Outside the apartment where she lives, Amalia hears someone vacuuming the carpet every afternoon, and the roar of the vacuum cleaner has started to worry her.  When she frets, I take her into my arms and reassure her that there’s nothing out there to be afraid of.

How terrible it must be for parents who can’t tell their babies that with conviction—because the child is ill or there’s no money for food, or because the living situation is dangerous, as it is for those children who were executed in Syria recently.

But no matter how protected and cared for Amalia is, I know the bubbling joy she shares every day with eventually fade.  We’re all familiar with temper tantrums and the terrible twos.  Does anybody know a pre-teen so thrilled by dinner that they’d jump up and dance with joy?  Or laugh in ecstatic surprise at soap bubbles floating around them?

I think of people my own age who reply to  “How are you?” with a litany of aches and pains, and seem to walk around with a cloud of gloom hanging over their head.

No wonder friends have been telling me for years that grandchildren completely change your life. Just the sight of Amalía’s delight in her new world is all the motivation I need to try to take are of myself and stay alive longer than my parents did, so I can watch her grow and learn. I hope she can hold on to the joy.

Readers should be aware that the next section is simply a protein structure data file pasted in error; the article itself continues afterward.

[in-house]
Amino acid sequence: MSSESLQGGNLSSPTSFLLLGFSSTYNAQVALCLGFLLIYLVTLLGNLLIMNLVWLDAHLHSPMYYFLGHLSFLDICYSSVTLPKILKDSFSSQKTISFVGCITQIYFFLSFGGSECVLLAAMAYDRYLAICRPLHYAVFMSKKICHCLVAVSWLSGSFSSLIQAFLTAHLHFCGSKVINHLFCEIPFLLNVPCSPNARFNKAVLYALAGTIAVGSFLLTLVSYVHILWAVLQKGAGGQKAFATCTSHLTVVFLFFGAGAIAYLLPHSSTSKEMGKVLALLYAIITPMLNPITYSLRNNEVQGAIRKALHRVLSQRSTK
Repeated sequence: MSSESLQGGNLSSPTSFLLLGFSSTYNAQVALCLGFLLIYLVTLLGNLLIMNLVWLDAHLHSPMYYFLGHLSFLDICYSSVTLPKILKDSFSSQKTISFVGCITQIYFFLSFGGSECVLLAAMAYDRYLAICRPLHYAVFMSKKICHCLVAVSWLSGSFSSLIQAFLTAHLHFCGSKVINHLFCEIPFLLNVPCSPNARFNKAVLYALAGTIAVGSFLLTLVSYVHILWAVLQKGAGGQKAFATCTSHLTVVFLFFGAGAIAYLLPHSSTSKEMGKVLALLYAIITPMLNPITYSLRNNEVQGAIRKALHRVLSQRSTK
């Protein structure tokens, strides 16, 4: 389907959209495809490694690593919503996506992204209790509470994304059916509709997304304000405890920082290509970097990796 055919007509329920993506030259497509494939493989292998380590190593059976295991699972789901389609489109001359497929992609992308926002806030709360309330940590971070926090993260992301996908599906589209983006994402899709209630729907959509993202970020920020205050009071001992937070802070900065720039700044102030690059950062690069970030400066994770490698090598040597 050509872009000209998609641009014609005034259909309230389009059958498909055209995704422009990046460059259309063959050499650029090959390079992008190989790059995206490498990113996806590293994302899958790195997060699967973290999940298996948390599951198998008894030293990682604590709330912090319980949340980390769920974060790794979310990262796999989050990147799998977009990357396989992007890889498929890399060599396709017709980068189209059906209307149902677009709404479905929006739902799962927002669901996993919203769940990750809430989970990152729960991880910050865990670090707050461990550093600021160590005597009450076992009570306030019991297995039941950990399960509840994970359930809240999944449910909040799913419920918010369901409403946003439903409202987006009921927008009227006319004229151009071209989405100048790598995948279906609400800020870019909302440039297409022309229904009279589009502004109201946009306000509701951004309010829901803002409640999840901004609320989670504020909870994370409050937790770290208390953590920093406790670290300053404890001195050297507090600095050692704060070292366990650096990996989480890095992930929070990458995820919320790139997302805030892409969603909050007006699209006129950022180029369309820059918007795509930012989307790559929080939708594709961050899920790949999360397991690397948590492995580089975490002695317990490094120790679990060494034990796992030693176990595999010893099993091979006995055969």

Sunday, June 5, 2016

Our Secret Garden--Looking Back

On Sunday June 5, 2011 I posted this brief history of our house and the development of our "secret garden".  So I thought it was the perfect time to post it again.  Sadly, one of the two giant weeping willows is no longer with us.  As you read here earlier this month, when it was cut down, the willow held its own secret--a nest of raccoons, but they all got out alive.

 Ever since the tornados several days ago and the arrival of house guests, I've been neglecting this blog. (Our electricity was out this morning, but now it's back.  Luckily the worst of the destruction stopped 20 miles away.)

Next Sunday (June 12) in our town of Grafton, MA, the Historical Society and the  Garden Club are sponsoring a tour of nine "Historic Homes and Gardens" and ours is one of them.  So I thought I'd post the brief house history/garden write-up that I prepared for the booklet and show you some photos of the "Secret Garden" (plus grape arbor, pool, fish pond and waterfall) that we've put into the stone foundation of the  Colonial Barn on our property that burned down in 1965 .  When  we bought the place in 1974,  the area  where the barn burned was filled with weeds and rubble, but it was my husband's idea to fill it with a pond, swimming pool and "secret garden."